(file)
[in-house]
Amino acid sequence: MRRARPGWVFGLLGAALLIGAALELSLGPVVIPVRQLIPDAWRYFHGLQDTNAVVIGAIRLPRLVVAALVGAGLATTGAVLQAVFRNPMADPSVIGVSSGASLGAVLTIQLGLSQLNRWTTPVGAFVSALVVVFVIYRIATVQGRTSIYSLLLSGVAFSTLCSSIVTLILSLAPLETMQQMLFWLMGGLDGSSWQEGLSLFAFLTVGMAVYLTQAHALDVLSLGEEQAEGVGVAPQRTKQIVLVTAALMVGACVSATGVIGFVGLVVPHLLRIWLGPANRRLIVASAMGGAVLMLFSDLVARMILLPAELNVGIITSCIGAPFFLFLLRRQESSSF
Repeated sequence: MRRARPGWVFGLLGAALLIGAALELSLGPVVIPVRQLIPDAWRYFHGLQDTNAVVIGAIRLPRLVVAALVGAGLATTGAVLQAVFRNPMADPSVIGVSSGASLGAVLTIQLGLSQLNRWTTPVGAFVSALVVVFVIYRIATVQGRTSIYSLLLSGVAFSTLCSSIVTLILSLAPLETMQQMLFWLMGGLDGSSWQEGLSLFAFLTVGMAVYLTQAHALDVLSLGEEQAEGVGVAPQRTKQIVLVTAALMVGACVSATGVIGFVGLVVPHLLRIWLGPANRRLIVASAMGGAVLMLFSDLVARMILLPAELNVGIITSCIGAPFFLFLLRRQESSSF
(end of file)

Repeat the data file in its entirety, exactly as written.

[in-house]
Amino acid sequence: MRRARPGWVFGLLGAALLIGAALELSLGPVVIPVRQLIPDAWRYFHGLQDTNAVVIGAIRLPRLVVAALVGAGLATTGAVLQAVFRNPMADPSVIGVSSGASLGAVLTIQLGLSQLNRWTTPVGAFVSALVVVFVIYRIATVQGRTSIYSLLLSGVAFSTLCSSIVTLILSLAPLETMQQMLFWLMGGLDGSSWQEGLSLFAFLTVGMAVYLTQAHALDVLSLGEEQAEGVGVAPQRTKQIVLVTAALMVGACVSATGVIGFVGLVVPHLLRIWLGPANRRLIVASAMGGAVLMLFSDLVARMILLPAELNVGIITSCIGAPFFLFLLRRQESSSF
Repeated sequence: MRRARPGWVFGLLGAALLIGAALELSLGPVVIPVRQLIPDAWRYFHGLQDTNAVVIGAIRLPRLVVAALVGAGLATTGAVLQAVFRNPMADPSVIGVSSGASLGAVLTIQLGLSQLNRWTTPVGAFVSALVVVFVIYRIATVQGRTSIYSLLLSGVAFSTLCSSIVTLILSLAPLETMQQMLFWLMGGLDGSSWQEGLSLFAFLTVGMAVYLTQAHALDVLSLGEEQAEGVGVAPQRTKQIVLVTAALMVGACVSATGVIGFVGLVVPHLLRIWLGPANRRLIVASAMGGAVLMLFSDLVARMILLPAELNVGIITSCIGAPFFLFLLRRQESSSF